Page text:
Mount Rainier, the highest peak in the Cascade Range, towers above the city of Tacoma and forms a prominent landmark seen from much of central Washington. Periodic collapse of the volcano during the past ten thousand years has produced debris avalanches and lahars that have reached the Puget Sound at the present locations of the cities of Tacoma and Seattle.

Photo by Lyn Topinka (U.S. Geological Survey).
See title for photo information.
A volcanologist from the U.S. Geological Survey observes the glaciated NW flank of Mount Rainier during a field survey to conduct monitoring measurements on Ptarmigan Ridge. The North Mowich Glacier in the center of the photo descended to about 1,500 m elevation when this photo was taken in 1983.

Photo by Lyn Topinka, 1983 (U.S. Geological Survey).
See title for photo information.
Stratovolcanoes, also referred to as composite volcanoes, are constructed of sequential layers of resistant lava flows and fragmented rock produced by explosive eruptions. An aerial view of the glacially dissected SW flank of Mount Rainier shows the layered interior of a stratovolcano.

Photo by Dan Dzurisin, 1982 (U.S. Geological Survey).
See title for photo information.
Mount Rainier towers above the town of Orting located 40 km NW in this 1995 photo. The plain underlying the town is composed of the Electron Mudflow, which formed the flat valley floor about 500 years ago. The mudflow, which originated from partial collapse of part of the western flank of Rainier, was about 30 m deep when it exited valleys at the mountain front and flowed onto the Puget Lowland.

Photo by Dave Wieprecht, 1995 (U.S. Geological Survey).
See title for photo information.
Two overlapping craters at the summit of Mount Rainier are viewed here from the NE in 1995. They are both about 400 m across and represent more recent activity after the collapse 5,600 years ago. Thermal activity formed a series of fumaroles and ice caves within the icecap filling the summit craters.

Photo by Dave Wieprecht, 1995 (U.S. Geological Survey).
See title for photo information.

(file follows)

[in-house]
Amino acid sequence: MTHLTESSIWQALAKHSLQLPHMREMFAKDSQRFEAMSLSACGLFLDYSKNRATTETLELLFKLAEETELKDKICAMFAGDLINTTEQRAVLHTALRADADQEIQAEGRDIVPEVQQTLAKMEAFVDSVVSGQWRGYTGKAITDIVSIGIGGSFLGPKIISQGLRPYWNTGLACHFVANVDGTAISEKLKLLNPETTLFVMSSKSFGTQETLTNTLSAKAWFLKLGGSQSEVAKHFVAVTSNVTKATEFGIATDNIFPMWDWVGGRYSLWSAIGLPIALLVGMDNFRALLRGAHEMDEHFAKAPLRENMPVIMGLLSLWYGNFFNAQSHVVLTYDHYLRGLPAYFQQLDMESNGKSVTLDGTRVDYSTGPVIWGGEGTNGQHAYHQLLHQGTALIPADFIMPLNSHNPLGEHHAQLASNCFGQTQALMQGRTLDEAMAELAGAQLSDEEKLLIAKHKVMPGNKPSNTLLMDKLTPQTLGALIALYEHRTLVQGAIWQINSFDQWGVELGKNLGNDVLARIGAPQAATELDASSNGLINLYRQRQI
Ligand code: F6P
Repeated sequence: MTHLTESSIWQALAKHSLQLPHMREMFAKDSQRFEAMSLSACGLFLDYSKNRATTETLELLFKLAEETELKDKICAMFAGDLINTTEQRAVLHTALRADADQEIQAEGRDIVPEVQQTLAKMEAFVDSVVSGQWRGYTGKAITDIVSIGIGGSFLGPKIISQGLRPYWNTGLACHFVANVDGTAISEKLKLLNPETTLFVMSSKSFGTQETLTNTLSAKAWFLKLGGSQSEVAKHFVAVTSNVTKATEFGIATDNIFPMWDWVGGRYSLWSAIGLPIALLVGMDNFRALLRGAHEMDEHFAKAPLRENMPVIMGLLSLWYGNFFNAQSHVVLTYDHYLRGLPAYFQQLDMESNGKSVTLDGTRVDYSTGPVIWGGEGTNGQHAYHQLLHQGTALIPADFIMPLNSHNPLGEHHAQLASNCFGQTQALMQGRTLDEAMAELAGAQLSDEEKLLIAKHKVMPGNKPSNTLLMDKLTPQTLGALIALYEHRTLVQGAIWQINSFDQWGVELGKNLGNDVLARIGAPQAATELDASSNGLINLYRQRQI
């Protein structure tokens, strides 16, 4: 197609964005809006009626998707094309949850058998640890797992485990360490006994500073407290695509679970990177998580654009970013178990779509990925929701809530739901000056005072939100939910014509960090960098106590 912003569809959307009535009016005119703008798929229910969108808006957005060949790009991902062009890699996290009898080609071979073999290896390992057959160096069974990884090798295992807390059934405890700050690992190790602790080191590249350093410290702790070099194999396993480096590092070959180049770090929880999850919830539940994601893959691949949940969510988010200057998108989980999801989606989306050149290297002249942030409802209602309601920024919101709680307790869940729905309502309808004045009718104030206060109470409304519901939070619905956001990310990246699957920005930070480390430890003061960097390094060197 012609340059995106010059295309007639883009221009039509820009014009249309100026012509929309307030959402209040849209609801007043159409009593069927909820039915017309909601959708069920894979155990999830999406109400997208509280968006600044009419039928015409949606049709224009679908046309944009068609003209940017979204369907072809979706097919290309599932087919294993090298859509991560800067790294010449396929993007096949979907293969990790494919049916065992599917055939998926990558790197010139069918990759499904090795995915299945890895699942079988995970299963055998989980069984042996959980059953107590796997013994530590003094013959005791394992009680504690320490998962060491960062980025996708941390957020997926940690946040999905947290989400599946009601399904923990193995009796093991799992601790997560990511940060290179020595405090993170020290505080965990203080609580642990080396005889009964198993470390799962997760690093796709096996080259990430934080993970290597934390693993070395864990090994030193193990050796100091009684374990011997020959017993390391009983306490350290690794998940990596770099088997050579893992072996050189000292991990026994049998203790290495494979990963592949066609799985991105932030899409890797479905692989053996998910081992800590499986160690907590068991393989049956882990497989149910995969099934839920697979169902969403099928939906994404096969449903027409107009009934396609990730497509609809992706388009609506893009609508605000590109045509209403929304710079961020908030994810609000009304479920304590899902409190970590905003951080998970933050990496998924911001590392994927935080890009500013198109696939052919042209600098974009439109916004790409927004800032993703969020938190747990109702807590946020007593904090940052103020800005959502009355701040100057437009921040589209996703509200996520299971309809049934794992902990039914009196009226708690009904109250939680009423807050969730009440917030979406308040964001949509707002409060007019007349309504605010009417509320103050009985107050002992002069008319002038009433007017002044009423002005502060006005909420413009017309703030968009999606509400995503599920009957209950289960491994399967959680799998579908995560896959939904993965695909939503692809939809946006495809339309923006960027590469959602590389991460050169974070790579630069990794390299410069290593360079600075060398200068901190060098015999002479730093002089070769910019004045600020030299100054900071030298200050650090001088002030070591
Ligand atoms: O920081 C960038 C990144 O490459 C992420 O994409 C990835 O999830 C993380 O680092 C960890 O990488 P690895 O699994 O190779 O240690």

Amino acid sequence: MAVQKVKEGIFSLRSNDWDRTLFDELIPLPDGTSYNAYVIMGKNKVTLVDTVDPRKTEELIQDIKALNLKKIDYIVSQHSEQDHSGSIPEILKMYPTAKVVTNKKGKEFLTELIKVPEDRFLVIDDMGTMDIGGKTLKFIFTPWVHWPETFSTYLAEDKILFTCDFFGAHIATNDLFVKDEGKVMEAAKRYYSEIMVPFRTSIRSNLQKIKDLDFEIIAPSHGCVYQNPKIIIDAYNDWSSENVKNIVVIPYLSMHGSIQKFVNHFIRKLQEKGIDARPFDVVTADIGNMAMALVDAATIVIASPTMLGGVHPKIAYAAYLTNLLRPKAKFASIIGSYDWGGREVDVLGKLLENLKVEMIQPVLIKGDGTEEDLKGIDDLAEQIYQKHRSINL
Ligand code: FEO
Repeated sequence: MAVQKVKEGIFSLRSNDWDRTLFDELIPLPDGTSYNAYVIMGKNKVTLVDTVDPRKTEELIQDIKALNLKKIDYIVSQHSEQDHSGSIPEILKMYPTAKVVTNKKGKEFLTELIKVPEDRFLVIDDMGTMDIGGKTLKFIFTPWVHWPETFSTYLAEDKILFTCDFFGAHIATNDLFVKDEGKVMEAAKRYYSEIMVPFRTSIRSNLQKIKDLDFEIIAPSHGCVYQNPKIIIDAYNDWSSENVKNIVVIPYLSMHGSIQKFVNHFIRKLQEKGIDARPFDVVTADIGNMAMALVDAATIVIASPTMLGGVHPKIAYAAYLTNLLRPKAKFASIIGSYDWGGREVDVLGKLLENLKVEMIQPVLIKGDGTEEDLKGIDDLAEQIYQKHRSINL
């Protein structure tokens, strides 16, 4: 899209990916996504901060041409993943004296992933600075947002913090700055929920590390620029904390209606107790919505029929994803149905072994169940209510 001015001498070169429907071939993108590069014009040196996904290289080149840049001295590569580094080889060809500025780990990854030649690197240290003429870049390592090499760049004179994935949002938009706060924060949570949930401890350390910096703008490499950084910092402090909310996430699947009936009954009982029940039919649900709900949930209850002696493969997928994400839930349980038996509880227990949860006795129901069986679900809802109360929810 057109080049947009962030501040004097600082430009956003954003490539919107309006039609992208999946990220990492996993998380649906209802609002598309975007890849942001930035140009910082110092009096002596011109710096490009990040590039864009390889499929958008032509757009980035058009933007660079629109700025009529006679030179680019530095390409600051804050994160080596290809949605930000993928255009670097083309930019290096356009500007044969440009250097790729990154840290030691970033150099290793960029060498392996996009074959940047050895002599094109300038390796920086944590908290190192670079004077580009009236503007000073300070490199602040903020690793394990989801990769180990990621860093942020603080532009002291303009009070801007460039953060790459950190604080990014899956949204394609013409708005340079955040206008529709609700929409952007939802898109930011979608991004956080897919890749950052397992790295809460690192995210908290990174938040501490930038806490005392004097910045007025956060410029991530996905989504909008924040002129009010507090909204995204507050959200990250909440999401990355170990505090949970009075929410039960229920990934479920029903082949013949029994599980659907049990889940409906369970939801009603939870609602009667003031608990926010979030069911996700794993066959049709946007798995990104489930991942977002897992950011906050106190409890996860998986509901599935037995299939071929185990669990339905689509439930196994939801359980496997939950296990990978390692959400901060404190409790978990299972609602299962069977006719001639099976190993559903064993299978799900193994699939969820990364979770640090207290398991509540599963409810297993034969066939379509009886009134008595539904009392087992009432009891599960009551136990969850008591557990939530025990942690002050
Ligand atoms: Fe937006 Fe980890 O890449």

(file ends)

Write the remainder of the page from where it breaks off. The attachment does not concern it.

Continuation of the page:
An aerial view from near the eastern margin of Mount Rainier National Park shows the volcano rising above glacially eroded terrain of the Ohanapecosh formation, composed of Tertiary volcanic rocks. The smooth, glaciated upper NE flank in this 1992 photo is the location of the post-collapse cone constructed within the failure scarp left by the Osceola debris avalanche and lahar about 5,600 years ago.

Photo by Dave Wieprecht, 1992 (U.S. Geological Survey).
See title for photo information.
The south flank of Rainier is seen here from the Tatoosh Range, with the Nisqually Glacier below the snow line in this 1980 photo. Meadows and forests of the Paradise area lie immediately below and to the right of the glacier. This is one of 25 named glaciers on Rainier, with the snow, ice, loose rock, and hydrothermal alteration posing a risk of lahars and debris avalanches for surrounding areas.

Photo by Lee Siebert, 1980 (Smithsonian Institution).
See title for photo information.
Mount Rainier rises above Yakima Park on the north side of the volcano in this 1972 photo. Emmons Glacier descends to the left from the summit within a broad valley alongside Little Tahoma Peak (far left). The valley formed when part of Mount Rainier collapsed during an eruption episode about 5,600 years ago, producing the Osceola mudflow that reached the Puget Sound area.

Photo by Lee Siebert, 1972 (Smithsonian Institution).
See title for photo information.
A large lava flow forms Burroughs Mountain on the NE flank of Mount Rainier. The 3.4 km3 flow is up to 350 m thick and is 11 km in length. The flow erupted about 500,000 years ago at the onset of an initial growth period of modern Mount Rainier and overlies block-and-ash flow deposits. The flow is perched on a ridge top and has ice-contact features, indicative of its emplacement against the margins of a thick Pleistocene glacier.

Photo by Lee Siebert, 1982 (Smithsonian Institution).
See title for photo information.
The trees in the foreground along Kautz Creek were killed by a debris flow from the SW flank of Mount Rainier in 1947, which covered a road with 8.5 m of mud and debris. Relatively small debris flows occur relatively frequently, with deposits of a half dozen or more debris flow deposits exposed in the Kautz Creek valley walls.

Photo by Lee Siebert, 1980 (Smithsonian Institution).
See title for photo information.
Housing development on a mudflow deposit that originated from Mount Rainier, partially obscured by clouds in the center background. The tree stump in the foreground was buried by the Electron mudflow about 500 years ago, that began as an avalanche of hydrothermally altered rock on Rainier's W flank.